Cloud Computing Market to Grow Dramatically By 2017
Global spending on cloud-based resources
and services will reach across all sectors.
The global market for cloud-based architecture and related services and applications is expected to surge through 2017, analysts say. Demand for a variety of virtualized “as a service” capabilities such as infrastructure, software and security also will increase.
Worldwide spending on cloud-related technologies and services will be in the range of $174.2 billion in 2014, a 20 percent increase from the $145.2 billion spent in 2013, states a recent report by IHS Technology. According to IHS, by 2017 the cloud market will be worth $235.1 billion, triple the market’s $78.2 billion in 2011.
This strong projected global growth includes both the commercial and government sectors, says Dr. Jagdish Rebello, the senior director and principal analyst for the cloud and big data at IHS. He notes that many commercial and public enterprises gradually are moving their databases to the cloud, have cloud strategies or are considering migrating their data and services to the cloud.
But despite cloud’s growth, regional and market differences exist in cloud services, Rebello reports. For example, regions with poor broadband infrastructure will see slower cloud growth/access, while more developed regions of the world have faster cloud adoption rates, he explains.
Security is another issue for organizations adopting cloud strategies. For example, Europe’s stringent rules for data security mean that organizations on the continent will migrate to cloud services more slowly than those in the United States, Rebello says.
In consumer and retail markets, Rebello sees two types of growth: customer engagement and access to media content. Growth in the first area is in the form of messages and subscription information sent to customer’s computers and mobile devices—an area where cloud-based applications are very useful, he says. The other area is access to entertainment content such as movies, games and music stored in the cloud.
While worldwide cloud growth is surging, some sectors, such as medicine, still lag. Rebello notes that the medical industry has had difficulty understanding and deploying cloud-based tools and applications. There are some signs of change, with small health maintenance organizations and medical groups looking into cloud-based services and data storage, but their approach has been slow and cautious, he explains.
The financial industry also is very interested in cloud-based services. Finance requires both secure data storage and access to sophisticated analytical applications. But banks and brokerage firms also do not want to move their data to a public cloud, Rebello says. Two solutions are to store data on in-house private clouds or to use hybrid clouds, which combine both public aspects for consumer data with in-house privacy for sensitive information.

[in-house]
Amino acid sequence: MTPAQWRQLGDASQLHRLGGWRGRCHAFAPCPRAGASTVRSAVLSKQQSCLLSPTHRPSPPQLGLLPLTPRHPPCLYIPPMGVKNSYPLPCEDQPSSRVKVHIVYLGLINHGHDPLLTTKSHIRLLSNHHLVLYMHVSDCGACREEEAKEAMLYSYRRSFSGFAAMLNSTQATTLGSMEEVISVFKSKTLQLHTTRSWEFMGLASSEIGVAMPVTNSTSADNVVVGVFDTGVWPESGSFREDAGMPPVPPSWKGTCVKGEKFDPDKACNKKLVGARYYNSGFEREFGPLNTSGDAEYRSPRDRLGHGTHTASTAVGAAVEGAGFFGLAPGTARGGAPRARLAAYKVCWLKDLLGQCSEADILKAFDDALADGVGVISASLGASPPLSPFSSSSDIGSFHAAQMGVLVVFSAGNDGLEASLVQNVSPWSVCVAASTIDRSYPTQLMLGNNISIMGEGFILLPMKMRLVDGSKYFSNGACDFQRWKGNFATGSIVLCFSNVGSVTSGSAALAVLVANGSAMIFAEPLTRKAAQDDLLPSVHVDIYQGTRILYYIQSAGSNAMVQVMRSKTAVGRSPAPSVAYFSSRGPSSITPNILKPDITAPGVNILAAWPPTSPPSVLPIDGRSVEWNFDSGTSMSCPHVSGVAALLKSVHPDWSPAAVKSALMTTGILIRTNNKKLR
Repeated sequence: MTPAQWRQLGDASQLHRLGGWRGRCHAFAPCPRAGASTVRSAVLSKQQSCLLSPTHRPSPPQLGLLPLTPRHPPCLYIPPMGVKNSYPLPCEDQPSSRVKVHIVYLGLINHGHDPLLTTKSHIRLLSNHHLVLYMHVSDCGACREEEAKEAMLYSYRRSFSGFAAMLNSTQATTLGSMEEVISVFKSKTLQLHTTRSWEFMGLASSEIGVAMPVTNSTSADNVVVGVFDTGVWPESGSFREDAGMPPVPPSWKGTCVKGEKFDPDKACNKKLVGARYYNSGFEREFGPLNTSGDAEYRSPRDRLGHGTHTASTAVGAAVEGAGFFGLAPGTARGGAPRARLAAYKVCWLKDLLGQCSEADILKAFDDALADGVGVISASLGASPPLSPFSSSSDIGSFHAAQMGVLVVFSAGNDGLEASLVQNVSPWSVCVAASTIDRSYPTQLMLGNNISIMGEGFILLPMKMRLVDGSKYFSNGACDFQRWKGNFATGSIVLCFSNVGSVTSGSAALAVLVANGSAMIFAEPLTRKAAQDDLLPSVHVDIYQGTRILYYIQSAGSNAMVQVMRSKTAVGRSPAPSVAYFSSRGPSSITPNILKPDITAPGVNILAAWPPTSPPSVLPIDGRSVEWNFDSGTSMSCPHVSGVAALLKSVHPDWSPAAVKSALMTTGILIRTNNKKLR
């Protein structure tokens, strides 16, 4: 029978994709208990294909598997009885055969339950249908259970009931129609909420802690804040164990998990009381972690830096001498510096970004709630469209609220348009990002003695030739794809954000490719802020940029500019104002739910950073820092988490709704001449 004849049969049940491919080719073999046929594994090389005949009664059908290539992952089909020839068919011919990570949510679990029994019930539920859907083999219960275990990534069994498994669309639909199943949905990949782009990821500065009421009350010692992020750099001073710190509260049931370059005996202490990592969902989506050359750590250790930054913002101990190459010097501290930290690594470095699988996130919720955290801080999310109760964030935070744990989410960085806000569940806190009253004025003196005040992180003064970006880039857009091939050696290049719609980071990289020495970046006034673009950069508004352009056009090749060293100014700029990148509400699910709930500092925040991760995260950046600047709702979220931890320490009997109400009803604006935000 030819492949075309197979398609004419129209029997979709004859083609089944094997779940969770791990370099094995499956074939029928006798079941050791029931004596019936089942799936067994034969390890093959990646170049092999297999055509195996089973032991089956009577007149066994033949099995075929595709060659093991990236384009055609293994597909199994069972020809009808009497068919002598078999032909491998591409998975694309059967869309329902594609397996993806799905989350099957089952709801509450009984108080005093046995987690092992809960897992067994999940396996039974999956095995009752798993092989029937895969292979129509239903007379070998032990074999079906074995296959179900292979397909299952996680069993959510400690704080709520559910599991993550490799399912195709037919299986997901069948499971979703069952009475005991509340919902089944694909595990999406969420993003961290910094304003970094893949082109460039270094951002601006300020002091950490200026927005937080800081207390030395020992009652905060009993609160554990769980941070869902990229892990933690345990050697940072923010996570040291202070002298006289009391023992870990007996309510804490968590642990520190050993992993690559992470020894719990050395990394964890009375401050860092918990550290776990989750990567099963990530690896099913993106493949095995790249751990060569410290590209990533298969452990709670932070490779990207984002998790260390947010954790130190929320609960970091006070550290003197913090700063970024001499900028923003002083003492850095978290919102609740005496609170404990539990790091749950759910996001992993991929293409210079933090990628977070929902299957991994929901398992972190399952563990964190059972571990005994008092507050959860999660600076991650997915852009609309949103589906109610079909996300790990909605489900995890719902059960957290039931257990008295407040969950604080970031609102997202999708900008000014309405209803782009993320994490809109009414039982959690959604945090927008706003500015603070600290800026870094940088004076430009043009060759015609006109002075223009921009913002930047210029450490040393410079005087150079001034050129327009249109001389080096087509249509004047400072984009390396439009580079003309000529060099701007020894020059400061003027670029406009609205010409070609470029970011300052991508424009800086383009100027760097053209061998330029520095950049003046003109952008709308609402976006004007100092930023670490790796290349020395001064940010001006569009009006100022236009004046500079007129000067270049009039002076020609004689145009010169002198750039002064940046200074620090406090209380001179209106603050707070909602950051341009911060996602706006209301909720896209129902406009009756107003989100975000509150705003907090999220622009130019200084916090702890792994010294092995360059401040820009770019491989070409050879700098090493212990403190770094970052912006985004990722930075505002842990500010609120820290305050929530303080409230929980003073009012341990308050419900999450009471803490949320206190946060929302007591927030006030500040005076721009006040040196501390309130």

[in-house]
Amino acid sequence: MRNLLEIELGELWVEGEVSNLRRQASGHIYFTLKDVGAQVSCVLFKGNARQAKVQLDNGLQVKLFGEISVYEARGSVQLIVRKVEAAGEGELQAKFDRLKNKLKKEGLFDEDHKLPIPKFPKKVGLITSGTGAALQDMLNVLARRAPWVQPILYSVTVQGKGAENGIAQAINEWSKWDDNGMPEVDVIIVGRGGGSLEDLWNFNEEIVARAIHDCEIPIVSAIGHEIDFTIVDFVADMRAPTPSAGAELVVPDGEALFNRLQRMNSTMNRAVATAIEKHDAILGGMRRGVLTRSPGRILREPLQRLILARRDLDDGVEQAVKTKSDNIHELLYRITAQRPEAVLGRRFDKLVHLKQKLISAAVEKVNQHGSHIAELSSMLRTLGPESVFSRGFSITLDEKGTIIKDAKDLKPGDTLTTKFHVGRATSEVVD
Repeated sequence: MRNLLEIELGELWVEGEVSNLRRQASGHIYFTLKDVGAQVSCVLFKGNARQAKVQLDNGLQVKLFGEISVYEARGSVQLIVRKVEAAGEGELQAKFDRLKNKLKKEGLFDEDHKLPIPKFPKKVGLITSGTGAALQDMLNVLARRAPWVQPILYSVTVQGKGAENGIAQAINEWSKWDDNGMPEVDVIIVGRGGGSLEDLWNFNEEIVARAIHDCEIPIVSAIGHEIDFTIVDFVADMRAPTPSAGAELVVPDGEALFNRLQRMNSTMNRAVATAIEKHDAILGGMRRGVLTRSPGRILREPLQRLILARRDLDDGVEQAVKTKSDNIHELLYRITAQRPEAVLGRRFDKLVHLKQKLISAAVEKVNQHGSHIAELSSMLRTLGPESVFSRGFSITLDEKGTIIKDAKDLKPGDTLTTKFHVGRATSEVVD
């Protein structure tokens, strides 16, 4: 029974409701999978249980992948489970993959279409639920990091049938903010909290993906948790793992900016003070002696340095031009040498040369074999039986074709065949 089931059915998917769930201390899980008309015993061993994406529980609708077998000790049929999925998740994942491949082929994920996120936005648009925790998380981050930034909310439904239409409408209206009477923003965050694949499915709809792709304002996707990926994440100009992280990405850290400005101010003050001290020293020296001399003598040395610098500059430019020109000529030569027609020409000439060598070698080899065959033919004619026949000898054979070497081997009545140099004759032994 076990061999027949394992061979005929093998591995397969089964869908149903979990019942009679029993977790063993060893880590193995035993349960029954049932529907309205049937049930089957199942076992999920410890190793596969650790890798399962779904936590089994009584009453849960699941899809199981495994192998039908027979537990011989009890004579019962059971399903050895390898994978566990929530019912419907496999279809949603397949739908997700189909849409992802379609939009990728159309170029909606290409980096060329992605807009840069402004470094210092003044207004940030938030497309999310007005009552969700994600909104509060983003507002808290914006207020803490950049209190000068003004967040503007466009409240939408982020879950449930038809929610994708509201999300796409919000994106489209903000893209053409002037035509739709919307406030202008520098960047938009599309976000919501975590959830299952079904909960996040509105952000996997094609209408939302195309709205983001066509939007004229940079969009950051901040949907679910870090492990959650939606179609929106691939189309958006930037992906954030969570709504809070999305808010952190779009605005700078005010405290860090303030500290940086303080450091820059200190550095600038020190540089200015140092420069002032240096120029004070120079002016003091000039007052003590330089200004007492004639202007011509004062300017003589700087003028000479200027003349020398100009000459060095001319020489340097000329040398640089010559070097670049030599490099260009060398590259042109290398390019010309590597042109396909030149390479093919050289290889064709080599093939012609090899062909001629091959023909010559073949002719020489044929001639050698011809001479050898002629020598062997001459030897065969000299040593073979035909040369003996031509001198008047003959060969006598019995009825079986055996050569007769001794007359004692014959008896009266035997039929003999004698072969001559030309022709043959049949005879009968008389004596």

Other sectors moving to cloud-based storage and applications are energy firms, which use cloud-based analysis tools to measure their sector’s performance, and the automotive industry, which wants to increase the onboard data connectivity in current and future generations of vehicles.
Private-sector mobile device use and broadband access also continue to grow globally, Rebello says. Companies constantly are looking for new tools and methods to engage with their customers, and the cloud is ideal for this, he explains. Firms are looking to export some application program interfaces to the cloud, and in certain markets working with third-party developers to make cloud-based secure applications. Large information technology and Internet service companies such as Amazon, Microsoft and Google have become major cloud providers to commercial firms and government agencies. Small businesses also are using cloud-based services to cut costs associated with data access and analysis, he adds. “It’s becoming extremely prevalent, and it is the new way companies are doing business with their customers,” Rebello explains.
The ongoing adoption and growth of mobile device use also are creating a transition in the global cloud market. About 3.4 billion people use mobile services for voice and broadband data access globally, with an additional 3.5 billion people still unconnected to mobile networks, Rebello says. He notes that the Global System for Mobile Communications Association (GSMA) has a goal to connect another billion people by 2020. As more customers enter the market, there is a growing shift from simple cellular voice phones to smartphones and tablets, he says.
However, the next billion mobile users represent undeveloped markets and will mostly will use basic mobile services such as voice and text. But as users become more acquainted with online services, Rebello predicts they will see connectivity to the Internet as a necessity rather than a luxury. As a part of this trend, he notes, low-level voice and text users usually upgrade to low- and mid-end smartphones.
Government agencies around the world also are looking into cloud-based technologies for large-scale data storage. Concerns about security remain, but there is considerable interest to harness the technology, Rebello says. The U.S. government is the top global user of information technology systems, he adds, noting that the federal government wants to spend up to 10 percent of its future information technology costs on cloud-based technologies. The U.S. government continues to look at new ways to harness the cloud, but without compromising security, he says.